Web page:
Nintendo’s Excitebike is a bit of a cult classic. It’s never been a massive selling series but true Nintendo fans have a very special place for it in their hearts. When Excite Truck was announced as a Wii launch title, those very same fans rejoiced – at last, they could put away their copies of Excitebike 64 and get stuck into an updated version. But does it live up to the near-legendary name?
You might be forgiven this was a cheap Burnout clone just thrown together to show off the motion sensing controls of the Wiimote. After a brief play those preconceptions are blown out of the window and you are whizzing through courses thrashing your rivals without even thinking about the control method.
I don’t know if you’re the same as me. When I played racing games as a kid when things got tense my natural inclination was to wave the joypad in the air and try and steer myself out of a tight corner. Perhaps this is why Excite Truck’s control method just feels so right. Tilt left and right to control your truck. Hold down button 2 for the accelerator and press up on the D-pad for a boost of nitro. That’s it. So simple. It’s tempting to compare Excitetruck to Motorstorm on the PS3 – the subject matter is very similar and in doing so it really shows up the gap between the two systems – but in a way you might not expect. Sure, the PS3 trounces the Wii in terms of graphical muscle, but both games also make sure of motion-sensing technology and it’s in this area that the Wii really shows up Sony’s machine. The controls on Motorstorm are hopelessly erratic and feel unfinished, whereas Excitetruck controls like a dream. At no point do you feel that using the remote has compromised your command of the on-screen events, which is the hallmark of a truly brilliant control system.
Early screens gave a tempting indication of what kind of game we were to expect – massive jumps, over the top track scenery and eye-searing speed. The finished product thankfully has all of these things. To complete each race, finishing in first place is not always enough – a certain quota of stars have to be earned to progress from one track to the next. Stars are awarded in a variety of ways – pulling off massive jumps, power-sliding the car round corners, driving dangerously close to trees, smashing into fellow racers and performing death-defying stunts whilst in mid-air. Failure to indulge in any of this tomfoolery will result you in having to race again – being first is not enough to get you through – in fact, if you ignore the stunts you can achieve first place with very little effort. This is refreshingly at odds with most titles of this ilk, and the system ensures that each race is packed with outrageous stunts as the player pushes their car to the limit in order to gain as many stars as possible.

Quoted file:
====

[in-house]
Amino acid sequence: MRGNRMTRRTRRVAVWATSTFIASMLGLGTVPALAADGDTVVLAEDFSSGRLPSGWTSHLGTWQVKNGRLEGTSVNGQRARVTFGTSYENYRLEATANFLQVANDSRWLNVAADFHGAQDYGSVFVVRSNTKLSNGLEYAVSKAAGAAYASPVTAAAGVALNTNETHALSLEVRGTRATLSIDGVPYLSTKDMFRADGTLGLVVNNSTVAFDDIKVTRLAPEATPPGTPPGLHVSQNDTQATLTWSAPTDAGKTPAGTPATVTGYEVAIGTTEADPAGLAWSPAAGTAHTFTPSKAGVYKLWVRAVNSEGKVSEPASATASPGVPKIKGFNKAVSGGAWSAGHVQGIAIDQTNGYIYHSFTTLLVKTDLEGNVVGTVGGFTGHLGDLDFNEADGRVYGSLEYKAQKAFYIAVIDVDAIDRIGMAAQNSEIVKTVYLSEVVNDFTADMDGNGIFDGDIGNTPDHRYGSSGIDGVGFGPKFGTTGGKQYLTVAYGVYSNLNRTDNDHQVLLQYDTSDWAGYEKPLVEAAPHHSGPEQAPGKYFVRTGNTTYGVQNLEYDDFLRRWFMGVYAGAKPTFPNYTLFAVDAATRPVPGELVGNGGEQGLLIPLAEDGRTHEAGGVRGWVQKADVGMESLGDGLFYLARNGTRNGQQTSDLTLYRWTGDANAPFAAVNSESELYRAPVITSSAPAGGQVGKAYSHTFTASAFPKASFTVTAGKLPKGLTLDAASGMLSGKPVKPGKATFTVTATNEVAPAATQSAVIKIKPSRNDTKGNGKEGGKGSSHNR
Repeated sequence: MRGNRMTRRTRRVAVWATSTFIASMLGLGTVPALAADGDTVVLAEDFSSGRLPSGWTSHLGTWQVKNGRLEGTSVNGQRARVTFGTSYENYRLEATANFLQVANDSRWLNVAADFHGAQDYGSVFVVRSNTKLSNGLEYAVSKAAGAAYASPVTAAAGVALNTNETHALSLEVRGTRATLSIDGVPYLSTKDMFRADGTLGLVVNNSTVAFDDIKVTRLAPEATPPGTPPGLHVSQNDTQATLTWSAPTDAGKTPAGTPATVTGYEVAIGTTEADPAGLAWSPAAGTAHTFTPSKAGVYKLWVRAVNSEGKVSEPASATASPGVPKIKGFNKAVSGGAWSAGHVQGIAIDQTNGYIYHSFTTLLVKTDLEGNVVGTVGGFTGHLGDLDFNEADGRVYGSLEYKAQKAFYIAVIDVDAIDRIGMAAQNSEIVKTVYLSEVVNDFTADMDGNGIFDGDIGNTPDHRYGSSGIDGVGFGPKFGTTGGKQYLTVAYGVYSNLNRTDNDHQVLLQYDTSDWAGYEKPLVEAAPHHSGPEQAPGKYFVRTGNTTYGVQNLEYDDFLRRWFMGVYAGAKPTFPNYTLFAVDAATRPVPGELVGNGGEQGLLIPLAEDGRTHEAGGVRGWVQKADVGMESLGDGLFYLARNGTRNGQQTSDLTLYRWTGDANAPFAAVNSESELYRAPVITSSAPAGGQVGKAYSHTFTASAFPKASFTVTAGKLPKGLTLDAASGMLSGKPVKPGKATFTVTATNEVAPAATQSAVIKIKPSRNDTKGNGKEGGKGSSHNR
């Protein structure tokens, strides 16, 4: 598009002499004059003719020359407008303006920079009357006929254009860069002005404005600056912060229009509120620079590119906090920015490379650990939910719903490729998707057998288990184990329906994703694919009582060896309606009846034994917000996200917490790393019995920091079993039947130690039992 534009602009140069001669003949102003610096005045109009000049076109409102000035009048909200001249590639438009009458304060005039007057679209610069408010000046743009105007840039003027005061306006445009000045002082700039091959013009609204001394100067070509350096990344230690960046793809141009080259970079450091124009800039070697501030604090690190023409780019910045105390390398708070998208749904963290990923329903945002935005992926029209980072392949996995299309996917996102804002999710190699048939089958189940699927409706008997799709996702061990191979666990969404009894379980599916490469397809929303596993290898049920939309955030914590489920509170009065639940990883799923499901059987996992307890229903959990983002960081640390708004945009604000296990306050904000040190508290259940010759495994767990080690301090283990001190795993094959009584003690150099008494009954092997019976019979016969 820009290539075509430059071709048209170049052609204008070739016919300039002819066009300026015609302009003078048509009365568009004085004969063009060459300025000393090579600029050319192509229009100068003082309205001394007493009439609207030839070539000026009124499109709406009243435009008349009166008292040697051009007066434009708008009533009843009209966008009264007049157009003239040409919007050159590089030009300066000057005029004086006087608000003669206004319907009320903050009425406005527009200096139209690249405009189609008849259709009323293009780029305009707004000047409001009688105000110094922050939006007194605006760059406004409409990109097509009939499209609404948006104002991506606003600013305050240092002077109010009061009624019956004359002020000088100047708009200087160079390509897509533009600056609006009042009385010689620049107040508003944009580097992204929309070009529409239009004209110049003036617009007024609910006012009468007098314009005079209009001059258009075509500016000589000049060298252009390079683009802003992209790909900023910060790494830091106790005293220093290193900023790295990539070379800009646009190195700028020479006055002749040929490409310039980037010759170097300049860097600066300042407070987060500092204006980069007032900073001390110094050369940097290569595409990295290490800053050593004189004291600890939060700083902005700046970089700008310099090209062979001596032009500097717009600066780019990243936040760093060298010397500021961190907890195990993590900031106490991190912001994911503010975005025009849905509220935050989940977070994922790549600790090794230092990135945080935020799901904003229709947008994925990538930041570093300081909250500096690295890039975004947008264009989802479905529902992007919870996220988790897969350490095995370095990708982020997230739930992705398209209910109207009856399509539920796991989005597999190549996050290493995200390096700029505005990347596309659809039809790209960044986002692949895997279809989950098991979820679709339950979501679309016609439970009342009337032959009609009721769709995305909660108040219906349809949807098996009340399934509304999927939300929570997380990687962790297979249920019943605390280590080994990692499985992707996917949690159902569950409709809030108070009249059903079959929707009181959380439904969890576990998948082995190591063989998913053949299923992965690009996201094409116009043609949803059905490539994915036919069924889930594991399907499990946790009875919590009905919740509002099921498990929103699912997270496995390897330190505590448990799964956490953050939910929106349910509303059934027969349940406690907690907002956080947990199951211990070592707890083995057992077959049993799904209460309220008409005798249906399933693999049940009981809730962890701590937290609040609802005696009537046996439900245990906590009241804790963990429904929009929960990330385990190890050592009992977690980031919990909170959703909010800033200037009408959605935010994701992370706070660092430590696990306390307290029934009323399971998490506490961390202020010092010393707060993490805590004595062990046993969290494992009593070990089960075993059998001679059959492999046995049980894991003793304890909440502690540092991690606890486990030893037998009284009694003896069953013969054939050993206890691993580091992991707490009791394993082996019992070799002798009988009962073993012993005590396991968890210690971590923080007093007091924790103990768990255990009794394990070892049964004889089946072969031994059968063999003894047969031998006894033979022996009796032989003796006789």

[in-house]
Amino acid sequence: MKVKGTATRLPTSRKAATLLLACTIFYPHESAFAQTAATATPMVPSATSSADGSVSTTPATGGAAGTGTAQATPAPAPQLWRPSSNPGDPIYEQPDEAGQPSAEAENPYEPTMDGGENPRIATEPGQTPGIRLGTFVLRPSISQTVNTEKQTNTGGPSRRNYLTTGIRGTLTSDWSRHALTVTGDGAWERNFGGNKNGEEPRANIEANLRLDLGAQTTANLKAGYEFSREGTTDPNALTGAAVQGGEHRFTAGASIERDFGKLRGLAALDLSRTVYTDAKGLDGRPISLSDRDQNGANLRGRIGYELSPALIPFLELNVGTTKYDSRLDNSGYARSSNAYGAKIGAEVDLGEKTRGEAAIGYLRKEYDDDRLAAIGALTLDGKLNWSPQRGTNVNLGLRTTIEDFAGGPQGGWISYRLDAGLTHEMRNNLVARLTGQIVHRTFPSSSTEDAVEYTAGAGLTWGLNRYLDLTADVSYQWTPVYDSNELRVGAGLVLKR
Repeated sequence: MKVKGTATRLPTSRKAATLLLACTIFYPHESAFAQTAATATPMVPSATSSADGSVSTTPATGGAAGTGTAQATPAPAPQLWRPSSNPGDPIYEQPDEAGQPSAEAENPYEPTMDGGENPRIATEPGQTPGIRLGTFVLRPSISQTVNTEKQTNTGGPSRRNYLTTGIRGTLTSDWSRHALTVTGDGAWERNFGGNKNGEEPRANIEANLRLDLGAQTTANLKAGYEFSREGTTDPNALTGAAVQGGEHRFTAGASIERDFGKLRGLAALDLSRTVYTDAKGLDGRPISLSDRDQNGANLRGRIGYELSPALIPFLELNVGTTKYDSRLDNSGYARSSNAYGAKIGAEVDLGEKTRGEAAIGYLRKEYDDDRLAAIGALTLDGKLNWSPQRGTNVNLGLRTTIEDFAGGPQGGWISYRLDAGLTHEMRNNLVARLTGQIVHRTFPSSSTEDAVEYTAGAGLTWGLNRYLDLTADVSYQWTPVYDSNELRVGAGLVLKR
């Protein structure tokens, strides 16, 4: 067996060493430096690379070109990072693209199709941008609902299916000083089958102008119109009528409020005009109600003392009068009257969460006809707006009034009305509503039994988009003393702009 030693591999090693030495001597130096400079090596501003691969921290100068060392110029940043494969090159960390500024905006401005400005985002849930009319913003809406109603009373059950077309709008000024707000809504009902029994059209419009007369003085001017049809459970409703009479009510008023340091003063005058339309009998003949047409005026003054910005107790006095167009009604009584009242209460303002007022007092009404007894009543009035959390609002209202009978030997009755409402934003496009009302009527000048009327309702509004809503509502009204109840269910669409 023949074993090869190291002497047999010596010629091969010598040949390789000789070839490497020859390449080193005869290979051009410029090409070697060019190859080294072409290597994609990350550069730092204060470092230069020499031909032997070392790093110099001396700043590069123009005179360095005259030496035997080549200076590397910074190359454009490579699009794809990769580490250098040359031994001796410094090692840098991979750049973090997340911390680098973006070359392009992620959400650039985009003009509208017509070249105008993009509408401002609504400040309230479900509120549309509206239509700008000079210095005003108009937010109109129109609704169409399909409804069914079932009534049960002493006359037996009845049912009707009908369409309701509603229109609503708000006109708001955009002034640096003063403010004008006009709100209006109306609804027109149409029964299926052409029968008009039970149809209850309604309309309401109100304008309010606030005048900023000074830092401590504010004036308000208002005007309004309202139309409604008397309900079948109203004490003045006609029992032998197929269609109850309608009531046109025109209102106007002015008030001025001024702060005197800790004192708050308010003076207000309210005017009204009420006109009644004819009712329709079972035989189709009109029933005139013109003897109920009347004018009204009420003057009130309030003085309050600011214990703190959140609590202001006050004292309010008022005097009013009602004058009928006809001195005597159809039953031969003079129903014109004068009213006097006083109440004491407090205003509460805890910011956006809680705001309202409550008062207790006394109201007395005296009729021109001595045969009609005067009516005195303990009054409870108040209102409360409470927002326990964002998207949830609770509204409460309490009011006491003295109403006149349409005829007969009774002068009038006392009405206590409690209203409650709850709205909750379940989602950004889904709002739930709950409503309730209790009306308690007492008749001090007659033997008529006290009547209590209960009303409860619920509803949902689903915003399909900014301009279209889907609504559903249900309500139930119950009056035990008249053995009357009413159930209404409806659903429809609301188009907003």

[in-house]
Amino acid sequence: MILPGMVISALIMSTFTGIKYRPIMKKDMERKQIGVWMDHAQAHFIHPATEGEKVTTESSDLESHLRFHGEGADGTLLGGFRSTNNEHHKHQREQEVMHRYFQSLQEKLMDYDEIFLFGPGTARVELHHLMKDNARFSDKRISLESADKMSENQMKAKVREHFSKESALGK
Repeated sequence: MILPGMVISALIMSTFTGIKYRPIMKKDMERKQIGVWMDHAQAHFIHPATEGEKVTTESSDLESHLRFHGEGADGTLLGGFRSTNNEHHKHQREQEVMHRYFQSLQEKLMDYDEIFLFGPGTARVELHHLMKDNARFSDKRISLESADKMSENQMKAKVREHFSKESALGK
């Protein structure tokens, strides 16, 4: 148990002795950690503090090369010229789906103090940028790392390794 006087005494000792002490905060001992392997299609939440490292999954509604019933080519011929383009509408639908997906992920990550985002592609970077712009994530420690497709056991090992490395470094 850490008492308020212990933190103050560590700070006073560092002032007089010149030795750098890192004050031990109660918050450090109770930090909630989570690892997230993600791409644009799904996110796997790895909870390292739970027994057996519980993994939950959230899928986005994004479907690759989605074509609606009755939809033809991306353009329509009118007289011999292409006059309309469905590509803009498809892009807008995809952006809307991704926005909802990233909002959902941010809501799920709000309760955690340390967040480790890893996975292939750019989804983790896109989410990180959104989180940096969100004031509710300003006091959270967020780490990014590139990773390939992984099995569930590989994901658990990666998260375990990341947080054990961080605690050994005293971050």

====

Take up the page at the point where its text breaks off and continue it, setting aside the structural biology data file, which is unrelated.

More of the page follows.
Variety is added further as landscapes can be manipulated by running over certain icons which will cause an earthquake or the landscape to morph into a huge ramp.
The landscapes vary greatly from dusty dirt tracks of Mexico to icy tracks in Finland. As you progress to the more advanced cups you will face variations on the old courses which add more obstacles to wreck your truck and even more challenging landscapes. This really helps add to the longevity of the game.
The pace is fast and there is a sense that this is a game the Gamecube would have struggled to pull off. The draw distances and solid framerate is quite noticeable. The music however is a let-down, the worst kind of cheesy rock drivel. It’s not all bad news as you can throw some MP3s on your SD card and play your own soundtrack through the game which is a welcome addition. This isn’t a particularly new feature – Xbox owners have been able to do this for several years – but it’s a welcome one and hopefully Nintendo will look at including it in other games.
Excite Truck is a great game to pick up and play for 15 minutes at a time. There is no great learning curve and it’s fairly accessible for non-gamers to pick up. It does get a little samey after repeat plays and the AI in the rival trucks is virtually none existent. Still it is a good solid attempt at creating a fun racer and to that end it is well worth a look.